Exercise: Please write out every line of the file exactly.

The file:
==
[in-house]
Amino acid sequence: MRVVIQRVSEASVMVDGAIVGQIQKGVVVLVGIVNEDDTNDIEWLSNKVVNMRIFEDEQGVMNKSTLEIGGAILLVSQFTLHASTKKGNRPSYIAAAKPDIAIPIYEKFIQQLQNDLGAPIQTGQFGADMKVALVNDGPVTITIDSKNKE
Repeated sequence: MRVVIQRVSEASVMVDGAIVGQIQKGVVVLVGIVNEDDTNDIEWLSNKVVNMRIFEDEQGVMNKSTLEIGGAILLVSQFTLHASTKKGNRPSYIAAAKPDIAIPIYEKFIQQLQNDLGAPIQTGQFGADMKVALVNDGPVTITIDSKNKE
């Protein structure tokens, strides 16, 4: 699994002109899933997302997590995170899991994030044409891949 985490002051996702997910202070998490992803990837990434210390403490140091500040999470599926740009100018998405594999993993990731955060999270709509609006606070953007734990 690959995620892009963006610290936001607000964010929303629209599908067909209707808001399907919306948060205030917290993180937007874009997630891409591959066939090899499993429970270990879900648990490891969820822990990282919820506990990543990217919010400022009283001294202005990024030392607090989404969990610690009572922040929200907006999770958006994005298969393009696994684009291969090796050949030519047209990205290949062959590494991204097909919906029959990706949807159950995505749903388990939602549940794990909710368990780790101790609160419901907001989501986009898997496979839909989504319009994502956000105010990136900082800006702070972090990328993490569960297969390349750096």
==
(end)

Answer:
[in-house]
Amino acid sequence: MRVVIQRVSEASVMVDGAIVGQIQKGVVVLVGIVNEDDTNDIEWLSNKVVNMRIFEDEQGVMNKSTLEIGGAILLVSQFTLHASTKKGNRPSYIAAAKPDIAIPIYEKFIQQLQNDLGAPIQTGQFGADMKVALVNDGPVTITIDSKNKE
Repeated sequence: MRVVIQRVSEASVMVDGAIVGQIQKGVVVLVGIVNEDDTNDIEWLSNKVVNMRIFEDEQGVMNKSTLEIGGAILLVSQFTLHASTKKGNRPSYIAAAKPDIAIPIYEKFIQQLQNDLGAPIQTGQFGADMKVALVNDGPVTITIDSKNKE
């Protein structure tokens, strides 16, 4: 699994002109899933997302997590995170899991994030044409891949 985490002051996702997910202070998490992803990837990434210390403490140091500040999470599926740009100018998405594999993993990731955060999270709509609006606070953007734990 690959995620892009963006610290936001607000964010929303629209599908067909209707808001399907919306948060205030917290993180937007874009997630891409591959066939090899499993429970270990879900648990490891969820822990990282919820506990990543990217919010400022009283001294202005990024030392607090989404969990610690009572922040929200907006999770958006994005298969393009696994684009291969090796050949030519047209990205290949062959590494991204097909919906029959990706949807159950995505749903388990939602549940794990909710368990780790101790609160419901907001989501986009898997496979839909989504319009994502956000105010990136900082800006702070972090990328993490569960297969390349750096």